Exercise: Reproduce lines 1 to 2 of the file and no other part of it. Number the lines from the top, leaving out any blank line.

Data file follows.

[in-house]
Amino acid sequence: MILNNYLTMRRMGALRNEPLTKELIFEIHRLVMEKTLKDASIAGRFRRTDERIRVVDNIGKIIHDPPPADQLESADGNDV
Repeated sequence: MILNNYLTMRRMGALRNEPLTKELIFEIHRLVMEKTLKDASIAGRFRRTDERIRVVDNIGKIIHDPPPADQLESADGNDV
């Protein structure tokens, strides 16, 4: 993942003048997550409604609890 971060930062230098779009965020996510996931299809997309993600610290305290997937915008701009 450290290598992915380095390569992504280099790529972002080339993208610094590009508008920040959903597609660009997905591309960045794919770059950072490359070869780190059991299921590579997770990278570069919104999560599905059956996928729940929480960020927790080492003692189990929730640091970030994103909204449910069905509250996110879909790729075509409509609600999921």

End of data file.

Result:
[in-house]
Amino acid sequence: MILNNYLTMRRMGALRNEPLTKELIFEIHRLVMEKTLKDASIAGRFRRTDERIRVVDNIGKIIHDPPPADQLESADGNDV